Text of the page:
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Home » AI and the Paradox of Self-Replacing Workers: Madison Mohns (Transcript)

AI and the Paradox of Self-Replacing Workers: Madison Mohns (Transcript)

Here is the full transcript of Madison Mohns’ talk titled “AI and the Paradox of Self-Replacing Workers” at TED conference.

Listen to the audio version here:


I’m going about my day, a normal Tuesday of meetings, when I get a ping from my manager’s manager’s manager. It says: “Get me a document by the end of the day that records everything your team has been working on related to AI.”

As it turns out, the board of directors of my large company had been hearing buzz about this new thing called ChatGPT, and they wanted to know what we were doing about it. They are freaking out about the future, I’m freaking out about this measly document, it sounds like the perfect start to solving the next hottest problem in tech, right?

The AI Dilemma

As someone who works with machine-learning models every single day, I know firsthand that the rapid development of these technologies poses endless opportunities for innovation. However, the same exponential improvement in AI systems is becoming a looming existential threat to the team I manage. With increasing accessibility and creepily human-like results coming out of the field of AI research, companies like my own are turning toward automation to make things more efficient.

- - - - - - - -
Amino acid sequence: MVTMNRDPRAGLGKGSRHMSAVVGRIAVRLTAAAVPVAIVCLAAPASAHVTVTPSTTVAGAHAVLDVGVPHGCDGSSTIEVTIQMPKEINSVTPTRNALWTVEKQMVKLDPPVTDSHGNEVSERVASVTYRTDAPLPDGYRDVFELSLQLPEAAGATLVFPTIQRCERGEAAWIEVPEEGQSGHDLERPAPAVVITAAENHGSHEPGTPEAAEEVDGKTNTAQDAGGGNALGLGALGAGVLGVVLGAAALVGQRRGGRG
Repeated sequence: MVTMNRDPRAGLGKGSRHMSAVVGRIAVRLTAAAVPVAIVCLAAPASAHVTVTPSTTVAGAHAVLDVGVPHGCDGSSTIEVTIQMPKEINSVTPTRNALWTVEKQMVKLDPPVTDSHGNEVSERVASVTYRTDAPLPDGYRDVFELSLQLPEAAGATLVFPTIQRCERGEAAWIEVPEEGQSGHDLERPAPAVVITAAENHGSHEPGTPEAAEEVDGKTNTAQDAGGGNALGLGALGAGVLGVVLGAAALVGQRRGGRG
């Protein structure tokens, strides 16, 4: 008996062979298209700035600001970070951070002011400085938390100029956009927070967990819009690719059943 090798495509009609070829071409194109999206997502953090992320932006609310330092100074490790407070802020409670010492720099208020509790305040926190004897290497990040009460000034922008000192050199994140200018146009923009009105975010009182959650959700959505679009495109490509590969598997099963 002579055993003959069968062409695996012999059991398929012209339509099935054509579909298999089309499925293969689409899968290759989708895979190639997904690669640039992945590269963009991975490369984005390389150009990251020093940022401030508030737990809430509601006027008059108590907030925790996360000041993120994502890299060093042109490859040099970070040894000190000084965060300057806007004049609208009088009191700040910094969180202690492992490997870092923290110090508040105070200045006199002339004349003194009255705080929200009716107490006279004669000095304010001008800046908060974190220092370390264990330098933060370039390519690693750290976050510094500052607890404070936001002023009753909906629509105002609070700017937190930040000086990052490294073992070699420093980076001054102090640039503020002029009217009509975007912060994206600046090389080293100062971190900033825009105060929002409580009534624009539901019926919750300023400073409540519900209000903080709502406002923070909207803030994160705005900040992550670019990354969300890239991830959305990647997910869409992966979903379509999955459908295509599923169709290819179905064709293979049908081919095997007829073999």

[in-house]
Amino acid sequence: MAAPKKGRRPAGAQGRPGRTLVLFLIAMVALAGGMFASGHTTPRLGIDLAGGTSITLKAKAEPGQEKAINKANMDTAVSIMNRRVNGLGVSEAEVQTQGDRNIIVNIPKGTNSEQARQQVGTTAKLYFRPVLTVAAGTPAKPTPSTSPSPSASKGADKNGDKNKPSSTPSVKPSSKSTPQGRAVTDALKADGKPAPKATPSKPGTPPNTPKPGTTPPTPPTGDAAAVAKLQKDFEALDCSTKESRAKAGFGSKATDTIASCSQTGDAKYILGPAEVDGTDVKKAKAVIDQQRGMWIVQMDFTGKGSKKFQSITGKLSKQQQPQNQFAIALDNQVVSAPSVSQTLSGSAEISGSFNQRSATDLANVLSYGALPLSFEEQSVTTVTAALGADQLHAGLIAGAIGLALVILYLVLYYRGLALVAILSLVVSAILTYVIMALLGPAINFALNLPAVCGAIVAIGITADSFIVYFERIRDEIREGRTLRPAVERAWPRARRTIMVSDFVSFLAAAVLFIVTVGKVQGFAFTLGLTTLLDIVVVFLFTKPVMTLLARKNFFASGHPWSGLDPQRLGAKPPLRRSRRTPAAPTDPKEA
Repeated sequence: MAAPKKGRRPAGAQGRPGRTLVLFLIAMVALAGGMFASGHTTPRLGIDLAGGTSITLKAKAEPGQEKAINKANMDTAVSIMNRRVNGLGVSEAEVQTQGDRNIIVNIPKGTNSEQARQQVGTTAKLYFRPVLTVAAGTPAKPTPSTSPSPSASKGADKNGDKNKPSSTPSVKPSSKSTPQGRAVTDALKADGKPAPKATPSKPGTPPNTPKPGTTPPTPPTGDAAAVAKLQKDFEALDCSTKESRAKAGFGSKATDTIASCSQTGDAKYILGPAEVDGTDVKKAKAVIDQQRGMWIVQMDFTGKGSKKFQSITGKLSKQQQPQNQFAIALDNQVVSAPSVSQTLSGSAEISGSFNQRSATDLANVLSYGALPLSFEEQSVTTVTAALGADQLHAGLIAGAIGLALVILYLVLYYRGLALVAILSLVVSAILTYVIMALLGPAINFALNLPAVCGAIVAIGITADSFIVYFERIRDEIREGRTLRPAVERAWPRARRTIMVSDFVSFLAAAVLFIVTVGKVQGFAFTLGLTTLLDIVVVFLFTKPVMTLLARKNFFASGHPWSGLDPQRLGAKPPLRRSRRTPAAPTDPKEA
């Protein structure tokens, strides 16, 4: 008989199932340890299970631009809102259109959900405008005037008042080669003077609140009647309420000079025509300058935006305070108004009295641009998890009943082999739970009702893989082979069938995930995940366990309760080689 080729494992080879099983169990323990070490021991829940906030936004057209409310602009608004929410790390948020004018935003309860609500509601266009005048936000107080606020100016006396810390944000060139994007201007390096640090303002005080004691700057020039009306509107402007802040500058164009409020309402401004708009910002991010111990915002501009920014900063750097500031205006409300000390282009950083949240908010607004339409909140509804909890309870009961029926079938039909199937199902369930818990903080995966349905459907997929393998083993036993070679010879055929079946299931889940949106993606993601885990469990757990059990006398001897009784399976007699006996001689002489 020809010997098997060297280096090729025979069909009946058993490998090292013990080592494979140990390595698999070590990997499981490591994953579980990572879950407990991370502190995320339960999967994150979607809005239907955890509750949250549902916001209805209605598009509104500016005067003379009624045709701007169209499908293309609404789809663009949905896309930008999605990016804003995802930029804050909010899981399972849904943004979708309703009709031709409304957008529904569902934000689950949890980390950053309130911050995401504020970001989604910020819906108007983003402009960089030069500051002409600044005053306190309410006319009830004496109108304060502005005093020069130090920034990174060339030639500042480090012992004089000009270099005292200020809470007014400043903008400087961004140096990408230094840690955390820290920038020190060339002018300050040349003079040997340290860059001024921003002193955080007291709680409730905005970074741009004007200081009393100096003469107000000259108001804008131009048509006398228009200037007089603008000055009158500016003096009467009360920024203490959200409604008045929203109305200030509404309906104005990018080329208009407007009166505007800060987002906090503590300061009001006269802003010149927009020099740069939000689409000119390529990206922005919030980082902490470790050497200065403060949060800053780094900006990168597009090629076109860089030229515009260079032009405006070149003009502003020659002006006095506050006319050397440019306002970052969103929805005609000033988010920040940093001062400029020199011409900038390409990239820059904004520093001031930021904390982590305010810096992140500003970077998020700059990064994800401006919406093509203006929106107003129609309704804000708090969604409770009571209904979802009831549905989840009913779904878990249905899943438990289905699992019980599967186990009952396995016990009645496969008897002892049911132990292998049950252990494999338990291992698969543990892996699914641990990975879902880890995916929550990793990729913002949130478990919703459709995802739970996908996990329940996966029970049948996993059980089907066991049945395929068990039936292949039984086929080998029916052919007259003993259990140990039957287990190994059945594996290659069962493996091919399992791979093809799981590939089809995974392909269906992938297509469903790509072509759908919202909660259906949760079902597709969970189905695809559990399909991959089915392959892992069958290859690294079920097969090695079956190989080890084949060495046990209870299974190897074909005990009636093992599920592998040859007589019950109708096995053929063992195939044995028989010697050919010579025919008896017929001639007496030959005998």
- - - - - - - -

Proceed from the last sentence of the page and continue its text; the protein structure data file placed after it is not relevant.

Now on the surface, this seems like a pretty great vision. But as we start to dig deeper, we uncover an uncomfortable paradox. Let’s break this down. In order to harness the power of AI systems, these systems must be trained and fine-tuned to match a high-quality standard. But who defines quality, and who trains these systems in the first place?

As you may have guessed, real-life subject matter experts, oftentimes the same exact people who are currently doing the job. Imagine my predicament here. I get to go to my trusted team, whom I’ve worked with for years, look them in the eyes, and pitch them on training the very systems that might displace them. This paradox had led me to rely on three ethical principles that can ensure that managers can grapple with the implications of a self-replacing workforce.

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